Construction Crew Caught on Collapsing Baltimore Bridge Presumed Dead

Authorities are ending a search-and-rescue mission for six contractors who they believe were plunged into the icy cold waters of the Patapsco River early Tuesday morning when a container ship lost power and slammed into a pillar supporting Baltimore’s Francis Scott Key Bridge.“Based on the length of time that we have gone in this search

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Authorities are ending a search-and-rescue mission for six contractors who they believe were plunged into the icy cold waters of the Patapsco River early Tuesday morning when a container ship lost power and slammed into a pillar supporting Baltimore’s Francis Scott Key Bridge.

“Based on the length of time that we have gone in this search, the extensive search efforts that we have put into it, the water temperature, at this point we do not believe that we’re going to find any of these individuals still alive,” Coast Guard Rear Admiral Shannon Gilreath said at a press conference Tuesday evening.

He added that the decision was simply an administrative one meant to allow the agency more freedom in tackling the unique challenges presented by cold weather, a rapidly approaching storm, and debris-laden waters with structures that could collapse at any moment.

“The coast guard is not going away. None of our partners is going away,” Gilreath added. “But we’re just going to transition to a different phase.”

The six contract workers caught on the bridge when it collapsed were fixing potholes on the span—which is used by more than 31,srcsrcsrc vehicles a day. Two others were rescued from the water soon after the shocking incident occurred, including one who was hospitalized with serious injuries but was released soon after, according to Baltimore Fire Chief James Wallace.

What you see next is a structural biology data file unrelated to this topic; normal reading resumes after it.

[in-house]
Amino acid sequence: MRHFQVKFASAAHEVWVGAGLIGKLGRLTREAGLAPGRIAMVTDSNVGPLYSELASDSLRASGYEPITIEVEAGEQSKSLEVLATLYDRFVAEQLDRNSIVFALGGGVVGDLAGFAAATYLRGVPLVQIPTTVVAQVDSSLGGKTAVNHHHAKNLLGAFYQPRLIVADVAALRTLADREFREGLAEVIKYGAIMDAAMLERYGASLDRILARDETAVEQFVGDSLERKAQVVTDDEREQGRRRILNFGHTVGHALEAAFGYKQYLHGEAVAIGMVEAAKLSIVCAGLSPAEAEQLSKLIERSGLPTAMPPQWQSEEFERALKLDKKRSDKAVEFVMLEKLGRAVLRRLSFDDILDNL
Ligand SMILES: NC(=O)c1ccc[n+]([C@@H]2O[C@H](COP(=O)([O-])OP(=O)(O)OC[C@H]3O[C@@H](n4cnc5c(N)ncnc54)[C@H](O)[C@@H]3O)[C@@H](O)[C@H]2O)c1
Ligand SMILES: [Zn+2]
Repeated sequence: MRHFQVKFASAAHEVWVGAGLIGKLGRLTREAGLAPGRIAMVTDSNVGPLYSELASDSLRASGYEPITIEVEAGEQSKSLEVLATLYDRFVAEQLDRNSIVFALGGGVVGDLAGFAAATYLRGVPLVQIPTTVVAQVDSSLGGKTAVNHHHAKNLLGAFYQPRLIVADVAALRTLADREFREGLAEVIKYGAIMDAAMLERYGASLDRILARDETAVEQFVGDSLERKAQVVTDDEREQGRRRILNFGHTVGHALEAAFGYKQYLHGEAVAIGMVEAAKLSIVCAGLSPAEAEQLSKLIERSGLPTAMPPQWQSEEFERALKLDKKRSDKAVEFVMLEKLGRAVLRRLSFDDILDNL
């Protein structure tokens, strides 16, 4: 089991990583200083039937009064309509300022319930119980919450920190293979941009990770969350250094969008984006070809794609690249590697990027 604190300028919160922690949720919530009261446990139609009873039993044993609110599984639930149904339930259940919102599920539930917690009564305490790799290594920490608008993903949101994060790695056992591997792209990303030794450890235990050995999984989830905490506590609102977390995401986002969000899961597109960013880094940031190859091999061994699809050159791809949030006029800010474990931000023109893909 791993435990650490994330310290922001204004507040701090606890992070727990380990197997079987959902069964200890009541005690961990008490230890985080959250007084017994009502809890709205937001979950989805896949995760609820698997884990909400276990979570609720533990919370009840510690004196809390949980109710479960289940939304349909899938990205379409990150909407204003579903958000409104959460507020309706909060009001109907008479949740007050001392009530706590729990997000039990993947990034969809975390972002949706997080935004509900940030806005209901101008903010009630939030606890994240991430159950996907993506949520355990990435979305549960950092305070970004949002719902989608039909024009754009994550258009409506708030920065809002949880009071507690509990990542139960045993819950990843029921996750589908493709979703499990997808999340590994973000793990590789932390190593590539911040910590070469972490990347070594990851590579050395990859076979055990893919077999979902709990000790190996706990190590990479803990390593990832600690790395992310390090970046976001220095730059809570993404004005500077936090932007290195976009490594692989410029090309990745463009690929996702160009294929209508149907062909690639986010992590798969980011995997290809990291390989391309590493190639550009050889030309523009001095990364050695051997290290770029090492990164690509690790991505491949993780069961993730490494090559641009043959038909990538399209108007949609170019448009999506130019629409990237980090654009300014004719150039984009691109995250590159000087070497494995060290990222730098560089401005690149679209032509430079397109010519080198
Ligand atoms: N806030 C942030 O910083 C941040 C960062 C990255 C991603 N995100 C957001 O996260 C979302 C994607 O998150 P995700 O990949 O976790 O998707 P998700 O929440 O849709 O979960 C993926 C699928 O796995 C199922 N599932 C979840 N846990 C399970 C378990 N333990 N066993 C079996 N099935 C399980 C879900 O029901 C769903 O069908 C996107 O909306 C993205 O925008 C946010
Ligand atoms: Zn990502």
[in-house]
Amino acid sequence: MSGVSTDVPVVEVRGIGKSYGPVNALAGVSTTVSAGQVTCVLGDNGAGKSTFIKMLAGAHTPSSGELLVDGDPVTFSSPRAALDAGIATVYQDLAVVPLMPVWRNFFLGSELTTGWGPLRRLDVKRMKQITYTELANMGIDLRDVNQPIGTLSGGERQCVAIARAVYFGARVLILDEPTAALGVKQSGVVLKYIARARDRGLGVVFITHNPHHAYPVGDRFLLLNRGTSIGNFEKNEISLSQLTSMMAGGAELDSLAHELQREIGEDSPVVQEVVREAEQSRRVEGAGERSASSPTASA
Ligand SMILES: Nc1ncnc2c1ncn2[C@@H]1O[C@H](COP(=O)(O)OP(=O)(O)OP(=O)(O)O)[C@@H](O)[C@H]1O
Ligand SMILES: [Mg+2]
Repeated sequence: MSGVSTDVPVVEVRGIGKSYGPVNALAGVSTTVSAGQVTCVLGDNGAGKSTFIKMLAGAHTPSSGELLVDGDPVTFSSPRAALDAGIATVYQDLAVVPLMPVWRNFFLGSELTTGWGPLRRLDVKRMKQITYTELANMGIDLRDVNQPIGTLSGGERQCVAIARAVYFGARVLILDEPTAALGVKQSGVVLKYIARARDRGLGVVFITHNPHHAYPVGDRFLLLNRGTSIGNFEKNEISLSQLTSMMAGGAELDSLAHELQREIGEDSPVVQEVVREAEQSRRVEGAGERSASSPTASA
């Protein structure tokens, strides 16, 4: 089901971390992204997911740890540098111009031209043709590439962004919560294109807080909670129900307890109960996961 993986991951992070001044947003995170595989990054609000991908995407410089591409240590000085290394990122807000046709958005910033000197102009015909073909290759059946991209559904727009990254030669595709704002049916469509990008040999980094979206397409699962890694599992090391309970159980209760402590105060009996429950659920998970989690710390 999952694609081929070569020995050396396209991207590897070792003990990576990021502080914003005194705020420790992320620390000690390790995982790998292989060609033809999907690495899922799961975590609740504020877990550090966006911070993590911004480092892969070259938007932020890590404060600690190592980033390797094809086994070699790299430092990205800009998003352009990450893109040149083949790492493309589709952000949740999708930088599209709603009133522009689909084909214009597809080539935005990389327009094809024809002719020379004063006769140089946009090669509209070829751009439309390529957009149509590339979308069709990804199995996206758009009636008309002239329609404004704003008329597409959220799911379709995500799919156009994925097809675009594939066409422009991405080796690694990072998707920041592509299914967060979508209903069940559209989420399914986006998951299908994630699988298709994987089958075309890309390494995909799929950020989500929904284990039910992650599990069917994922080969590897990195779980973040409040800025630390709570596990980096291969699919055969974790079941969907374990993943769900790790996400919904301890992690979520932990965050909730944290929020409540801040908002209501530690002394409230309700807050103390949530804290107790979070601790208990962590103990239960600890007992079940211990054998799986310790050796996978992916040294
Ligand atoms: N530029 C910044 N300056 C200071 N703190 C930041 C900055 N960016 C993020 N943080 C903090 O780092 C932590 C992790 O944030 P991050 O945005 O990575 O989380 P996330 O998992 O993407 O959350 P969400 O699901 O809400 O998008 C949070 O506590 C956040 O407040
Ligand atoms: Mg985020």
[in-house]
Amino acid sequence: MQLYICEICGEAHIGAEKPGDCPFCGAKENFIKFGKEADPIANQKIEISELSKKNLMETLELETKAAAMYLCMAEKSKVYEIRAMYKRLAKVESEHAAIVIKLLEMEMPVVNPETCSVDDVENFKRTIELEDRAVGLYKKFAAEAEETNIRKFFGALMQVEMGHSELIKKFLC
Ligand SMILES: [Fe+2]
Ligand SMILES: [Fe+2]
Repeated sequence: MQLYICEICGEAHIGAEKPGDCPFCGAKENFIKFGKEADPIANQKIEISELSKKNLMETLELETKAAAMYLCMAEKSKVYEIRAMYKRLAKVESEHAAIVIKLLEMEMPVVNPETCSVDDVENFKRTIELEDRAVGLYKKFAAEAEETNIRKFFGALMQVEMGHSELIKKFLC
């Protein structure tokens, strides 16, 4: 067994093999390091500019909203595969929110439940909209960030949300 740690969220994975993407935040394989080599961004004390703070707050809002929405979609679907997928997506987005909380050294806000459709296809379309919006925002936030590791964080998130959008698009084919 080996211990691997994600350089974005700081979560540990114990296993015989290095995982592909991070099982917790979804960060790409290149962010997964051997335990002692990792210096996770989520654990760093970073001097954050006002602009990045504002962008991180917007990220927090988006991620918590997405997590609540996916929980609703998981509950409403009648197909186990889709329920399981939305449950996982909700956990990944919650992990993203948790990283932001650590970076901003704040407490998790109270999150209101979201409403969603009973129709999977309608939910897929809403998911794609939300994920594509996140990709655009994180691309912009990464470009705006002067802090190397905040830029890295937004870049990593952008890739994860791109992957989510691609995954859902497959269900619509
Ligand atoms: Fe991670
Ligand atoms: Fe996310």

There are also a number of vehicles strewn throughout the river that need to be searched—including a tractor-trailer—and while authorities do not believe that they contained any other people beside the six construction workers, Maryland State Police Superintendent Roland Butler admitted that they weren’t ruling out the discovery of more bodies.

“I think we all would have to understand, yes, that’s a distinct possibility. As unfortunate as it may be, that’s a distinct possibility. However we don’t have any information to support that at this point,” he said at Tuesday’s press conference.

A report in the Baltimore Banner suggested that the construction workers now presumed dead—employees of a company called Brawner Builders—were all men in their 3srcs and 4srcs from south and central America, who came to the United States in search of a better life.

Jesus Campos, an employee of Brawner Builders, told the Baltimore Banner that the missing workers were men in their 3srcs and 4srcs from El Salvador, Guatemala, Honduras, and Mexico. He said they each came to Maryland in search of a better life for their spouses and children.

“They are all hard-working, humble men,” Jesus Campos, another employee at the firm, added.

Pilots of the cargo ship, named Dali, reported a “mayday” call immediately after losing power, allowing local authorities to largely clear the bridge from through-traffic before it collapsed. The call is widely credited with saving what would likely have been hundreds of lives.

A recording captured by Broadcastify of the ship’s final transmissions captured the chaotic seconds before impact.

“I need one of you guys on the south side, one of you guys on the north side, hold all traffic on the Key Bridge,” an unnamed person says on the recording. “There’s a ship approaching that just lost their steering, so until we get that under control, we’ve got to stop all traffic.”

Clay Diamond, the head of the American Pilots’ Association, a trade organization for ship pilots, told the Associated Press the ship’s captain also ordered the crew to slam the rudder hard toward the ship’s port side and dropped its port anchor in a desperate bid to slow the vessel.

Less than two minutes later, the bridge had fallen.

“The whole bridge just fell down,” someone on the recording exclaims. “Start, start whoever … everybody. The whole bridge just collapsed.”

Baltimore Police Commissioner Richard Worley said immediately following the collision that there was “absolutely no indication” the incident was anything other than a tragic accident.

President Joe Biden addressed the collapse Tuesday afternoon, fondly remembering his own trips across the span as he traveled between his native Delaware and Washington, D.C., and telling reporters that he intended to secure federal funding to pay for the entire repair effort.

“It’s my intention that the federal government will pay for the entire cost of reconstructing that bridge,” he said from the White House. “I expect the Congress to support my effort—this is going to take some time.”

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